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  • Location
    South Somerset
  • Interests
    Model ships, static and working radio control.
    Gauge 1 and 0 gauge model railways.
    Radio control model helicopters

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  1. I am nowhere near ready to start construction of this kit yet but have been studying the instructions, plans and components from the two boxes. The photo shows one of the many frame component sheets and you can see engraved lines on the frame components that require fairing. My assumption is that each clinker step will need to be filed to the line to achieve fairing - a lengthy but necessary process. Hoping this answers your question ASAT. Chris
  2. Parts E1 and E2 were missing from Box 1 but also sheet 2E from Box 2 when I received my kit. I informed Tom last week and received the replacement parts yesterday. No complaints from me about CAF Model's after sales service. Chris
  3. Kevin, if you refer to profile Plan No.4 you will see a purple line marked from stem to stern. This is the level of the top of the deck clamp upon which the deck beams rest. The deck beams are 6mm. deep and the deck planks are 1.5mm. giving a height of 7.5mm. That is the line marked on Plan No.6 to which you have referred and is at the correct height for the cannon at the gunport. The top horizontal timber you have added at the stern is the wing transom and the three below are filling transoms.The two vertical timbers each side that you have yet to add from the deadwood to the lower filli
  4. Sorry Kevin, I had just been corresponding on another web forum with a gentleman named Derek about a Pocher 1/8 scale model car I had built so had the name on my mind. Chris
  5. Derek, try working from for'd and aft towards midship, that way you have space to see what you are doing. On the matter of terminology, the frames that you have assembled in the two jigs are known as the "hawse pieces" or "hawse timbers", the "cant frames" are the half frames nos.1-7 that you have assembled. Chris
  6. I have found it easier to scrape the char off with a Swann Morton No.2 blade on each segment before glueing anything together. Even those frames that require bevelling get this treatment as the char does not then clog up the Proxxon sanding drums. Chris
  7. Kevin, the frames where bevels are marked were built with futtocks placed squarely on top of each other. You already have it correct by placing the B futtocks face down on the template, add the A futtocks on top and when you lift the assembled frame from the template you have the bevel marks visible on both sides. I use the Proxxon Micromot power drill with sanding drums to form the bevels and stop just short of the engraving marks. When you finally remove the hull from the jig there is only minimal sanding then required to fair up all the frames.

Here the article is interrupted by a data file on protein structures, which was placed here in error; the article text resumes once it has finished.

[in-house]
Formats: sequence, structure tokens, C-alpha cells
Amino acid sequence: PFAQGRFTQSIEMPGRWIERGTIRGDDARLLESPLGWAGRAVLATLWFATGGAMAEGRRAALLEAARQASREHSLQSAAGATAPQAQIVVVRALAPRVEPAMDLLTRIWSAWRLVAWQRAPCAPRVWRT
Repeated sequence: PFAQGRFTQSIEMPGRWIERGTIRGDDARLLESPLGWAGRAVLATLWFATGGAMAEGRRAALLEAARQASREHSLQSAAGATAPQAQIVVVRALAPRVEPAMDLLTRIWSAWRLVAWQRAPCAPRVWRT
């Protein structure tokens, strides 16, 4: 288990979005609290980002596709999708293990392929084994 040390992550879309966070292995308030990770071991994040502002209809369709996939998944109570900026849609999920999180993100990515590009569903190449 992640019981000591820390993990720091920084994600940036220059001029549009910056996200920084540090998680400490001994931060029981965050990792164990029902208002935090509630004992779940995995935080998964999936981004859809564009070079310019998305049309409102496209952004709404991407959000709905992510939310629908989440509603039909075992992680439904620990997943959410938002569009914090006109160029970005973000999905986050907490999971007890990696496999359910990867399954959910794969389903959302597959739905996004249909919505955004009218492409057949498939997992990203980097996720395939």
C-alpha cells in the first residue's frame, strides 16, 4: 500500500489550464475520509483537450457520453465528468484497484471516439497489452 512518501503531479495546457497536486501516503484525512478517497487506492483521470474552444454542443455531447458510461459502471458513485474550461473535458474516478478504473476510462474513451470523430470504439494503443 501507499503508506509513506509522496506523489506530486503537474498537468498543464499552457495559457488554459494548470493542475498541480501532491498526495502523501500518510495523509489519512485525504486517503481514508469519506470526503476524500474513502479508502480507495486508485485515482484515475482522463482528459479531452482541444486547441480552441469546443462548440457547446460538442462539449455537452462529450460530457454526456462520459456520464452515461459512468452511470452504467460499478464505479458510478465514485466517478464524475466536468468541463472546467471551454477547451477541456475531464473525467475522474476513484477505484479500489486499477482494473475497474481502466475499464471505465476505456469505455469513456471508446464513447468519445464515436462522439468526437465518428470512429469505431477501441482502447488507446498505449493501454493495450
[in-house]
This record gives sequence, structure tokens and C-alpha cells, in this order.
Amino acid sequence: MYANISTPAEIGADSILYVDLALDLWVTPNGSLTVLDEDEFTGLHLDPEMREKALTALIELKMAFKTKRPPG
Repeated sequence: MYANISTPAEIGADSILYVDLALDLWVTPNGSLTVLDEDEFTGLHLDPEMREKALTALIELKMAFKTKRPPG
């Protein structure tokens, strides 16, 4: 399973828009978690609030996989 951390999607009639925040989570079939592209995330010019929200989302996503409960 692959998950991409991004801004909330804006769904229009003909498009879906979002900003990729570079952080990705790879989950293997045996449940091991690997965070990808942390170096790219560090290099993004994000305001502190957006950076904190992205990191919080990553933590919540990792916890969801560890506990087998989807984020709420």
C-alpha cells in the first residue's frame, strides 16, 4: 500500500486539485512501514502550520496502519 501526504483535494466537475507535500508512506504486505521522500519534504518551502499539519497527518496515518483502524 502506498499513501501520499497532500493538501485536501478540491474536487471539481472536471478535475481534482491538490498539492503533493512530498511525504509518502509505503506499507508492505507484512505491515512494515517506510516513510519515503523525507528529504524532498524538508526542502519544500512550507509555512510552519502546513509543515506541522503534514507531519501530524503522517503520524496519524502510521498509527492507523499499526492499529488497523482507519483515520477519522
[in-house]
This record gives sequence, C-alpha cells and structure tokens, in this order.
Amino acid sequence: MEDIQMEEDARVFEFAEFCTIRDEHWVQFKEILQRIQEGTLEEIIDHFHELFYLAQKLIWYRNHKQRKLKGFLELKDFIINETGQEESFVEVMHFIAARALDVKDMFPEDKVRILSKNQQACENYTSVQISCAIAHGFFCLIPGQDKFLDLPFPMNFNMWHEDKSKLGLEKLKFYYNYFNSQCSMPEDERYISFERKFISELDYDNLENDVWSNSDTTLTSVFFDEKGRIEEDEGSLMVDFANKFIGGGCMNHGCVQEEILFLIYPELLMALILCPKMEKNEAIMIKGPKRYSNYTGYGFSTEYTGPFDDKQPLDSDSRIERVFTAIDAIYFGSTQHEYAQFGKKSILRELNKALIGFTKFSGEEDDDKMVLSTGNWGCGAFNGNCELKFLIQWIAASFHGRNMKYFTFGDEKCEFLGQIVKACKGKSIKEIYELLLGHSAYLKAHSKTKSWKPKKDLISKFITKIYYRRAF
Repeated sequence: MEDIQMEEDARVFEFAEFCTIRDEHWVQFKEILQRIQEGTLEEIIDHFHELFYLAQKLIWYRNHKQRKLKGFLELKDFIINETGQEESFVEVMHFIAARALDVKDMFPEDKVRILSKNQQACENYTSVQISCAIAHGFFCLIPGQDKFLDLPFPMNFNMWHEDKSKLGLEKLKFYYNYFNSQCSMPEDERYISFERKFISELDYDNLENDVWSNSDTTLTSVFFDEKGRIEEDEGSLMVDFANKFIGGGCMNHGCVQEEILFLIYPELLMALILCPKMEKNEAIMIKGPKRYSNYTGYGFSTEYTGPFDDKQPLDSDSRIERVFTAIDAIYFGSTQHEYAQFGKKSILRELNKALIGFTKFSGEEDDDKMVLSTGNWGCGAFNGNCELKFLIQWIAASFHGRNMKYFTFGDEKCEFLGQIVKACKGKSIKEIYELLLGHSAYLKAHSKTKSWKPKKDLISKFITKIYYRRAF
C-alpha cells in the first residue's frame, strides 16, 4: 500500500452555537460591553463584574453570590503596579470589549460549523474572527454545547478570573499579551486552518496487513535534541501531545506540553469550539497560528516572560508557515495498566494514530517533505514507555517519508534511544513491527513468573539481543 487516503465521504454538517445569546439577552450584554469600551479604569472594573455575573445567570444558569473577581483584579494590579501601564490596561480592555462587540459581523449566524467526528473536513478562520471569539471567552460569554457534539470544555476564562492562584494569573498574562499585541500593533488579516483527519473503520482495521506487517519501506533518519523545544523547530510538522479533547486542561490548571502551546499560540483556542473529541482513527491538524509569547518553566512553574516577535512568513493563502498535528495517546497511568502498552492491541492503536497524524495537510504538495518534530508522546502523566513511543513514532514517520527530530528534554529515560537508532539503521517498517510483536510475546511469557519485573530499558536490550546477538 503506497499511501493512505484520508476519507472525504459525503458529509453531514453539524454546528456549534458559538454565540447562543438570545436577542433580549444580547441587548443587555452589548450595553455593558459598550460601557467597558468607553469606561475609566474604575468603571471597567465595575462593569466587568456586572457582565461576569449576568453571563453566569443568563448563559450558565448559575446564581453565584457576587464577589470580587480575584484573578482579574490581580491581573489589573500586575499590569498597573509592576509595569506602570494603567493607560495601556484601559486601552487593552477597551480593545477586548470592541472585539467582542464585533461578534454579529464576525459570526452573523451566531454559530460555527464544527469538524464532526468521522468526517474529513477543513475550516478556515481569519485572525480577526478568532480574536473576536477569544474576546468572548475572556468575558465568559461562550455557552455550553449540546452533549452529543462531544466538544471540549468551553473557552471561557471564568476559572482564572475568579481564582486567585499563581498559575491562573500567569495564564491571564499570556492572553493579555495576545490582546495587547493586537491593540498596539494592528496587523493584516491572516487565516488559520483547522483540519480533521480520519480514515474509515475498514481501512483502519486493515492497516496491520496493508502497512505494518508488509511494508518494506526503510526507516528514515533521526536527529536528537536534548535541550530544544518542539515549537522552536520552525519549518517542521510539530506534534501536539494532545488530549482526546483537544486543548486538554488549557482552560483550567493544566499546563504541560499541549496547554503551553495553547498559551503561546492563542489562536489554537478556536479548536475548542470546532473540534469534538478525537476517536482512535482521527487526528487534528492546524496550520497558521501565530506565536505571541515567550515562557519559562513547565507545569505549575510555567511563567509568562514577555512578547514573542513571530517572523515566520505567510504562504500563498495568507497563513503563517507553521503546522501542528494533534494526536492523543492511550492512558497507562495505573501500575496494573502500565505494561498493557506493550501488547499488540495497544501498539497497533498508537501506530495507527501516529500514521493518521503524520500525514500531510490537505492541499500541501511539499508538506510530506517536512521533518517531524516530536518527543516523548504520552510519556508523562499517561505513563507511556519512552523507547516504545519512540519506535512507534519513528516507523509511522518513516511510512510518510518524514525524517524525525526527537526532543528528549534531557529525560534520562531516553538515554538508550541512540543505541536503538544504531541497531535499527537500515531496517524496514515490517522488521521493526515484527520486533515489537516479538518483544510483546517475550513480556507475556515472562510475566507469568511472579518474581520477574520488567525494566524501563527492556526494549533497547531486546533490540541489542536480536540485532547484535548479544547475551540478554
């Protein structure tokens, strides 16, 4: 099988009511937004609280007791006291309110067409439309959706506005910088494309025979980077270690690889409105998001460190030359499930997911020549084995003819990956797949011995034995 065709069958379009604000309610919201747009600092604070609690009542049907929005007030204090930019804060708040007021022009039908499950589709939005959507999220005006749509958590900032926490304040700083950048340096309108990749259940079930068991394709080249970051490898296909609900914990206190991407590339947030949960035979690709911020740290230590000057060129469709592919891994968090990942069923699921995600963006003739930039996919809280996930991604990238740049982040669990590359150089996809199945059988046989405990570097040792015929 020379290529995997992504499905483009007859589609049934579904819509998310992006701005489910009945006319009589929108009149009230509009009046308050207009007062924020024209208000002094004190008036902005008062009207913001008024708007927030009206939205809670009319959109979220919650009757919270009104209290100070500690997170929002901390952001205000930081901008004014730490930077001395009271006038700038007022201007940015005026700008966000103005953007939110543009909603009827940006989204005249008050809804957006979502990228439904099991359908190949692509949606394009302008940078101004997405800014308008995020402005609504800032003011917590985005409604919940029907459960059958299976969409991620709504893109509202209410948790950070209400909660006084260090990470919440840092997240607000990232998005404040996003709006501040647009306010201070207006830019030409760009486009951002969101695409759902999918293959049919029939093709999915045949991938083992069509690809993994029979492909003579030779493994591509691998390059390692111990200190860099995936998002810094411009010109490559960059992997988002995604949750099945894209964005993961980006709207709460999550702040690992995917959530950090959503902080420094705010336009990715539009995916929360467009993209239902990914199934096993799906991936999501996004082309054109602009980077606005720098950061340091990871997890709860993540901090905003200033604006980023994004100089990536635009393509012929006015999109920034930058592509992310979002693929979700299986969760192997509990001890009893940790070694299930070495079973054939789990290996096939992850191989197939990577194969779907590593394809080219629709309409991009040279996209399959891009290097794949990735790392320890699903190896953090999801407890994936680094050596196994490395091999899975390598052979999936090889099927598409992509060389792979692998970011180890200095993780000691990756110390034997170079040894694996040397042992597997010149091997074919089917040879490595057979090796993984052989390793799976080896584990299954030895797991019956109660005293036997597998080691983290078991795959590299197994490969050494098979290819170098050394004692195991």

8. Kevin, I am a few stages ahead of you on the construction of this kit and have been hoping to find time to start a build log here soon. I am sorry to read that you are having problems with the building jig as I found that once I had sorted out what goes where from the instruction illustrations all went together as intended. The tabs and slots are a tight fit and work with a file is required to remove the char but as the jig will form the basis for an accurate hull nothing can be loose. I have studied your photos carefully and cannot see how things went wrong, the photo below shows my jig
  9. Bob, I would guess that it is up to you whether to leave some planks off on either the port or starboard side of the hull. With all the frames in place the structural integrity of the hull is secure and you could even decide not to plank one side at all. That is how I interpret Tom's intentions. Chris
  10. This is the answer I received from Tom at CAF Models when I asked the same question: The specifications of HMS enterprise are B and C B. C material: cherry and maple B. CWood carving: Boxwood B. CMetal parts: Brass B: window: Bovine bone 😄 window:Boxwood B has less wood color difference C is in stock, B needs to book (I need to select timber) the estimated processing time is 3-4 weeks I hope this helps, Chris
  11. As an alternative for shaping your waterway you could use brass unequal angle sections such as this with far less chance of sanding down the sides of your jig as you sand away: https://eileensemporium.com/index.php?option=com_hikashop&ctrl=category&task=listing&cid=1082&name=nickel-silver-1&Itemid=189 Chris
  12. Before you give up, which would be a real shame why not try a method I have used in the past. Spray your copper plating with matt varnish with a drop of matt green paint added to it and it will tone everything down. It doesn't look too bad and certainly won't draw your attention the problem that only you can see.
  13. That is a truly inspirational model of a beautiful ship, I thoroughly enjoyed viewing all your photos. Chris
  14. I am just over two weeks into the construction of this model and your photographs are a total inspiration for me. Thank you. Chris
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